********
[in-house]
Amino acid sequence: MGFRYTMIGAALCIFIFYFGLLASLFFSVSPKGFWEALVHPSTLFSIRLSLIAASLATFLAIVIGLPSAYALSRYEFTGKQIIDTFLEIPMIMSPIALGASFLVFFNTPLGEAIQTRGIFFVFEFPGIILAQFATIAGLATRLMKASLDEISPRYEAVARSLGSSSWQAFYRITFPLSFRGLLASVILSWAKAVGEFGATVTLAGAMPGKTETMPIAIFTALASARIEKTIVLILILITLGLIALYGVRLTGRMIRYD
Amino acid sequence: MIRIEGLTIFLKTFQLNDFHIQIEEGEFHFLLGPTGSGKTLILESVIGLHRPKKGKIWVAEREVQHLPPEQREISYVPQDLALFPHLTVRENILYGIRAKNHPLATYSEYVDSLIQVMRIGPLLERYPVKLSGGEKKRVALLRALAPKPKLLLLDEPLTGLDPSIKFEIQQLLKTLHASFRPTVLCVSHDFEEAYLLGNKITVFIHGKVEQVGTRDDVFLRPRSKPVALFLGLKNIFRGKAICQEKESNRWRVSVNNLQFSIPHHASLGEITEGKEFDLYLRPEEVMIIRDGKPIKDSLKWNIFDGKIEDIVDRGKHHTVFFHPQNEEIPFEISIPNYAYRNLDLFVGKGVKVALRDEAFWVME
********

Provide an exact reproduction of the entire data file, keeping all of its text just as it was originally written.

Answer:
[in-house]
Amino acid sequence: MGFRYTMIGAALCIFIFYFGLLASLFFSVSPKGFWEALVHPSTLFSIRLSLIAASLATFLAIVIGLPSAYALSRYEFTGKQIIDTFLEIPMIMSPIALGASFLVFFNTPLGEAIQTRGIFFVFEFPGIILAQFATIAGLATRLMKASLDEISPRYEAVARSLGSSSWQAFYRITFPLSFRGLLASVILSWAKAVGEFGATVTLAGAMPGKTETMPIAIFTALASARIEKTIVLILILITLGLIALYGVRLTGRMIRYD
Amino acid sequence: MIRIEGLTIFLKTFQLNDFHIQIEEGEFHFLLGPTGSGKTLILESVIGLHRPKKGKIWVAEREVQHLPPEQREISYVPQDLALFPHLTVRENILYGIRAKNHPLATYSEYVDSLIQVMRIGPLLERYPVKLSGGEKKRVALLRALAPKPKLLLLDEPLTGLDPSIKFEIQQLLKTLHASFRPTVLCVSHDFEEAYLLGNKITVFIHGKVEQVGTRDDVFLRPRSKPVALFLGLKNIFRGKAICQEKESNRWRVSVNNLQFSIPHHASLGEITEGKEFDLYLRPEEVMIIRDGKPIKDSLKWNIFDGKIEDIVDRGKHHTVFFHPQNEEIPFEISIPNYAYRNLDLFVGKGVKVALRDEAFWVME